Google has laid off hundreds of employees working on its hardware, voice assistance and engineering teams as part of cost-cutting measures.
The cuts come as Google looks towards “responsibly investing in our company’s biggest priorities and the significant opportunities ahead,” the company said in a statement.
“Some teams are continuing to make these kinds of organizational changes, which include some role eliminations globally,” it said.
Google earlier said it was eliminating a few hundred roles, with most of the impact on its augmented reality hardware team.
The cuts follow pledges by executives of Google and its parent company Alphabet to reduce costs. A year ago, Google said it would lay off 12,000 employees or around six per cent of its workforce.
In a post on X — previously known as Twitter — the Alphabet Workers Union described the job cuts as “another round of needless layoffs.”
Tech layoffs: Seek legal advice, negotiate terms if you’ve lost your job, experts say
“Our members and teammates work hard every day to build great products for our users, and the company cannot continue to fire our coworkers while making billions every quarter,” the union wrote.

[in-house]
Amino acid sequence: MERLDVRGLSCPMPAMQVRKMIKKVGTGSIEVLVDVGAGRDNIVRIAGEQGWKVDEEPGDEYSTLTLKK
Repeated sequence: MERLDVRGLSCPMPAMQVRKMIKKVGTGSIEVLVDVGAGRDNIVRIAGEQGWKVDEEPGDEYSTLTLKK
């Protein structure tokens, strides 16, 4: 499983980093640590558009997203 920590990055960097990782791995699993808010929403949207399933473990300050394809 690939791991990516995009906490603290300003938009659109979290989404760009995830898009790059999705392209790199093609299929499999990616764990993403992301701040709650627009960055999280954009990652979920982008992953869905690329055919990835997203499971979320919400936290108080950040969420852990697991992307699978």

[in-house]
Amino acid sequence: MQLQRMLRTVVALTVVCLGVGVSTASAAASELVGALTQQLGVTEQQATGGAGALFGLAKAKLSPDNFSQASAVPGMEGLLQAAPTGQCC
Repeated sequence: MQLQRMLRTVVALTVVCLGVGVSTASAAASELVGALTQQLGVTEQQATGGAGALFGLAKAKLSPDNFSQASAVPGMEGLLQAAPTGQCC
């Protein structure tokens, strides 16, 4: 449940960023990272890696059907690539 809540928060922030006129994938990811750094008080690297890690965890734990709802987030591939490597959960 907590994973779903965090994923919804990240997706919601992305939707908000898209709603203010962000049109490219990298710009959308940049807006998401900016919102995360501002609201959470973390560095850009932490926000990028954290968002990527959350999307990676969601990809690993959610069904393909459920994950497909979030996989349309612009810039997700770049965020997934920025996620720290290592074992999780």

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Google is not the only technology company cutting back. In the past year, Meta — the parent company of Facebook — has slashed more than 20,000 jobs to reassure investors. Meta’s stock price gained about 178 per cent in 2023.
Spotify said in December that it was axing 17 per cent of its global workforce, the music streaming service’s third round of layoffs in 2023 as it moved to slash costs and improve its profitability.
Earlier this week, Amazon laid off hundreds of employees in its Prime Video and studios units. It also will lay off about 500 employees who work on its livestreaming platform Twitch.
Amazon has cut thousands of jobs after a hiring surge during the pandemic. In March, Amazon announced that it planned to lay off 9,000 employees, on top of 18,000 employees it said that it would lay off in January 2023.
Google is currently locked in a fierce rivalry with Microsoft as both firms strive to lead in the artificial intelligence domain.
Microsoft has stepped up its artificial intelligence offerings to rival Google’s. In September, Microsoft introduced a Copilot feature that incorporates artificial intelligence into products like search engine Bing, browser Edge as well as Windows for its corporate customers.
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